The Evil Genie grants three wishes a week. Leave a wish in the comments!
radbeck1 wishes: I wish I had a tower of beer that never ran out.
The Evil Genie replies: Granted! You have an unending beer tower, taller than a skyscraper and filled continuously by some kind of mysterious heavenly presence. You and your friends and your family and your co-workers and your bowling team and your AA meeting group can drink until your hearts are first content, and then exploding. Beer!
There, of course, some catches. First of all, the beer is Coors Light. Blehhhh. It’s not quite as dire as say, Natty Light or actual pisswater, but it’s not ideal. Also, obviously, housing a beer tower that is larger than a building is difficult — specifically, it’s impossible. Few skyscrapers are taller than a skyscraper, fewer still are hollow to the top, and only a paltry handful are willing to rent space to an enormous cylinder of alcohol. Those that are willing consider you as a tenant remind you that will need to rent all 68 stories of the tower, which, even with unlimited beer to sell, comes at an inconceivable price. Stuck outside, the beer tower is subject to the elements, you find rain and birds and bugs and even a small asteroid in your Coors Light. This does little to help the taste.
When the beer tower is discovered by the internet — and it is, as all awesome things eventually are — your situation BLOWS UP. The tower is a sensation, and people flock from far and wide for a mediocre, lukewarm sip. This begets a new problem: the economics of supply and demand are complicated and while I totally understand them — don’t worry about me — I think it’s enough to say that your beer tower is totally effing ess up. As an unlimited good, even full of cloud dust and space debris, your beer is tanking the price of alcohol nationwide. Breweries close and people are put out of work. Without the advertisements from beer companies, the National Football League is forced to disband.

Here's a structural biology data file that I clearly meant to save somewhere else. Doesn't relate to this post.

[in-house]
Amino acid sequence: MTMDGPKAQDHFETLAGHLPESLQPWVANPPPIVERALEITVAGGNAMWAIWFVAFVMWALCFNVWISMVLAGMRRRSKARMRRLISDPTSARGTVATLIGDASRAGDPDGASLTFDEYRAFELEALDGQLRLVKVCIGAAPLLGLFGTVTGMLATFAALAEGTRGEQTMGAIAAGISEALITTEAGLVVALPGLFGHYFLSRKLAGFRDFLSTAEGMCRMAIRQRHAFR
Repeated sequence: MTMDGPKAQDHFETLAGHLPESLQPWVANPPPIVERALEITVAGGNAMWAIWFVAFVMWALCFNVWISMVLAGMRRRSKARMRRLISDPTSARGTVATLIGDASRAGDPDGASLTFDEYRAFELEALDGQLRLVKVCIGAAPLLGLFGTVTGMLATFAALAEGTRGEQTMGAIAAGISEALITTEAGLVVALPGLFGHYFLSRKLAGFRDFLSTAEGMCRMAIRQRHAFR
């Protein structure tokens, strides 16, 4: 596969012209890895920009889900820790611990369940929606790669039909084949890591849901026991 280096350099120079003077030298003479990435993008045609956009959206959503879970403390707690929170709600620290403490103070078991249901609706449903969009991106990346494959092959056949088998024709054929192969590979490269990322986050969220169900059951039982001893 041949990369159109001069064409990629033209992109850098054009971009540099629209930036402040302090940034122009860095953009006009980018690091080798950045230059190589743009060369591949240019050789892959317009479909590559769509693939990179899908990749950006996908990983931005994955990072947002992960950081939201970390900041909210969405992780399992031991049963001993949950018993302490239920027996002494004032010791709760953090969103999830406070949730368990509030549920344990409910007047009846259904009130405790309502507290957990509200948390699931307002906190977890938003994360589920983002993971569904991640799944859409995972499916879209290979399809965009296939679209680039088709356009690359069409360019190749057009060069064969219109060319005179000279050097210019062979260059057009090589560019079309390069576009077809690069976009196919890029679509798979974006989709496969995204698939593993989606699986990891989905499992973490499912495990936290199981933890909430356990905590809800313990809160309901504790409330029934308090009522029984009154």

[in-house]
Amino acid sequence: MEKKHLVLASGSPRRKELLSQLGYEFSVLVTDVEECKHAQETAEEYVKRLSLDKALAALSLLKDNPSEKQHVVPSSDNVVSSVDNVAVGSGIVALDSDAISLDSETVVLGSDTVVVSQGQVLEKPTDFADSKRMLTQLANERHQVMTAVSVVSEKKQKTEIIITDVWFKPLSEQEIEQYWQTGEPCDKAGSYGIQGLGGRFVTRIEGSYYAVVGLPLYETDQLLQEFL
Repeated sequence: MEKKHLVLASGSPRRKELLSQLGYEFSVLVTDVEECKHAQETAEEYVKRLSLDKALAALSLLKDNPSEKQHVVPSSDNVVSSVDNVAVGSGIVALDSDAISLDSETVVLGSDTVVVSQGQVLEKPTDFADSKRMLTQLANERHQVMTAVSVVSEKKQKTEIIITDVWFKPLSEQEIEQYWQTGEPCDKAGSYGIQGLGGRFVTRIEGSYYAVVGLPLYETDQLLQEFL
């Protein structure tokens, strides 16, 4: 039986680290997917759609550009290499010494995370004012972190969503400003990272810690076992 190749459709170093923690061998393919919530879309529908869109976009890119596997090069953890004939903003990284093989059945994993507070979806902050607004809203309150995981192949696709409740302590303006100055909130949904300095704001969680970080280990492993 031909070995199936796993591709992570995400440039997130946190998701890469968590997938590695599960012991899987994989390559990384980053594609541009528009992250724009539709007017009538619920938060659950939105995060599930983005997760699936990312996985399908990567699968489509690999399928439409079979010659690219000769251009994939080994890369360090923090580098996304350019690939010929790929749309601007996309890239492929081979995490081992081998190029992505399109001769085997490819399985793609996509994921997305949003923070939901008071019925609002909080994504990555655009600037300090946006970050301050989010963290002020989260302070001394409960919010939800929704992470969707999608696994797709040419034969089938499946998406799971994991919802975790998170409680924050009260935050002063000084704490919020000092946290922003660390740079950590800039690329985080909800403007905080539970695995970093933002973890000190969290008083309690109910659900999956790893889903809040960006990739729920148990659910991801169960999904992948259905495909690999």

Economists and politicians flock to the site of your tower for photo ops and to debate what should be done with this amazing unnatural resource. Eminent domain is invoked and the tower is seized from you. As the debate grows ever louder and more confusing, as debates do, it is decided that regardless of its alcoholic content, the Coors should be fed to people who are in desperate need of sustenance. The beer is bottled and shipped to starving children in the third world. Many die of diseases like bird flu and moon rock poisoning or cirrhosis.
Frustrated by what you have created and the destruction it has wrought, you sneak into Area 51 — the only place the government could afford to hide the towering tower. You look up up up up up at your wish and shake your fists. “What have you done?” You wail. “What have I done?” You approach the tower and shove it a little. It wobbles. You shake it now, pounding it with your fists, screaming, crying. Finally, it cracks, and the force of the liquid turns that hairline fracture into gushing leak and then a massive golden waterfall. Somewhere in the Arizona desert, you drown.